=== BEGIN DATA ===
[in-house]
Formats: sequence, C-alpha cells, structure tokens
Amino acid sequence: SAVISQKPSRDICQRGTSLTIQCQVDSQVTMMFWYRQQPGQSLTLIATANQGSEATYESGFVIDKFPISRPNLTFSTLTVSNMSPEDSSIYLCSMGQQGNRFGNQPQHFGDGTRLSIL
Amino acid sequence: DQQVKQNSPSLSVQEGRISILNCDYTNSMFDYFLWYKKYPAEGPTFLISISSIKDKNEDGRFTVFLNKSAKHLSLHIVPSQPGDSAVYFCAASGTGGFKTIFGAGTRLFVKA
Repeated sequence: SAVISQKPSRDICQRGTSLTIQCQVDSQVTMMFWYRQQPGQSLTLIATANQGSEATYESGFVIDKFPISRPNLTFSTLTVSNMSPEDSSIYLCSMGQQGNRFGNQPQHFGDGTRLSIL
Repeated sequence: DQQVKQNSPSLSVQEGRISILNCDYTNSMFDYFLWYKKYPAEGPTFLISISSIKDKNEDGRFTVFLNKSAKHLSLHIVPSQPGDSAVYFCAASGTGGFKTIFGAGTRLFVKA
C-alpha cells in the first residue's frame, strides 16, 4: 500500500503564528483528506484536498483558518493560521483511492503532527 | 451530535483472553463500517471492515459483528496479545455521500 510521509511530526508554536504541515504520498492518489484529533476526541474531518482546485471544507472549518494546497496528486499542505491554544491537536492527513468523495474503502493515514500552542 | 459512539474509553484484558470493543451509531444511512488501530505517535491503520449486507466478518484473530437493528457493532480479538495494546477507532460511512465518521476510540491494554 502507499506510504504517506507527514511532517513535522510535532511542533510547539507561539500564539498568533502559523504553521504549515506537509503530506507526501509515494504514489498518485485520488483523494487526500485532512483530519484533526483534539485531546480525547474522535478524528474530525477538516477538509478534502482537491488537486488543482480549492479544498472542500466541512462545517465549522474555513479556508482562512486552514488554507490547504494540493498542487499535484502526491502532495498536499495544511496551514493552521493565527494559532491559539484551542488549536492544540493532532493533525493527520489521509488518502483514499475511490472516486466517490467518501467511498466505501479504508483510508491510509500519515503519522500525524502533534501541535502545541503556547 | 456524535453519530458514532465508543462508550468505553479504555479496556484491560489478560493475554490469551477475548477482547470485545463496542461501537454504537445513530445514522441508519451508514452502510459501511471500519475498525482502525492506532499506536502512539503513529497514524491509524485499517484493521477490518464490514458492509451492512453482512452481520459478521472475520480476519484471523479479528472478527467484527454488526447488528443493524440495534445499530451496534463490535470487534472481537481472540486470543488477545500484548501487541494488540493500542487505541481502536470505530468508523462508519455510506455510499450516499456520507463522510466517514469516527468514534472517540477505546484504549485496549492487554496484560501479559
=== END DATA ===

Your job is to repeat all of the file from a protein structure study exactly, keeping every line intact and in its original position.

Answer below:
[in-house]
Formats: sequence, C-alpha cells, structure tokens
Amino acid sequence: SAVISQKPSRDICQRGTSLTIQCQVDSQVTMMFWYRQQPGQSLTLIATANQGSEATYESGFVIDKFPISRPNLTFSTLTVSNMSPEDSSIYLCSMGQQGNRFGNQPQHFGDGTRLSIL
Amino acid sequence: DQQVKQNSPSLSVQEGRISILNCDYTNSMFDYFLWYKKYPAEGPTFLISISSIKDKNEDGRFTVFLNKSAKHLSLHIVPSQPGDSAVYFCAASGTGGFKTIFGAGTRLFVKA
Repeated sequence: SAVISQKPSRDICQRGTSLTIQCQVDSQVTMMFWYRQQPGQSLTLIATANQGSEATYESGFVIDKFPISRPNLTFSTLTVSNMSPEDSSIYLCSMGQQGNRFGNQPQHFGDGTRLSIL
Repeated sequence: DQQVKQNSPSLSVQEGRISILNCDYTNSMFDYFLWYKKYPAEGPTFLISISSIKDKNEDGRFTVFLNKSAKHLSLHIVPSQPGDSAVYFCAASGTGGFKTIFGAGTRLFVKA
C-alpha cells in the first residue's frame, strides 16, 4: 500500500503564528483528506484536498483558518493560521483511492503532527 | 451530535483472553463500517471492515459483528496479545455521500 510521509511530526508554536504541515504520498492518489484529533476526541474531518482546485471544507472549518494546497496528486499542505491554544491537536492527513468523495474503502493515514500552542 | 459512539474509553484484558470493543451509531444511512488501530505517535491503520449486507466478518484473530437493528457493532480479538495494546477507532460511512465518521476510540491494554 502507499506510504504517506507527514511532517513535522510535532511542533510547539507561539500564539498568533502559523504553521504549515506537509503530506507526501509515494504514489498518485485520488483523494487526500485532512483530519484533526483534539485531546480525547474522535478524528474530525477538516477538509478534502482537491488537486488543482480549492479544498472542500466541512462545517465549522474555513479556508482562512486552514488554507490547504494540493498542487499535484502526491502532495498536499495544511496551514493552521493565527494559532491559539484551542488549536492544540493532532493533525493527520489521509488518502483514499475511490472516486466517490467518501467511498466505501479504508483510508491510509500519515503519522500525524502533534501541535502545541503556547 | 456524535453519530458514532465508543462508550468505553479504555479496556484491560489478560493475554490469551477475548477482547470485545463496542461501537454504537445513530445514522441508519451508514452502510459501511471500519475498525482502525492506532499506536502512539503513529497514524491509524485499517484493521477490518464490514458492509451492512453482512452481520459478521472475520480476519484471523479479528472478527467484527454488526447488528443493524440495534445499530451496534463490535470487534472481537481472540486470543488477545500484548501487541494488540493500542487505541481502536470505530468508523462508519455510506455510499450516499456520507463522510466517514469516527468514534472517540477505546484504549485496549492487554496484560501479559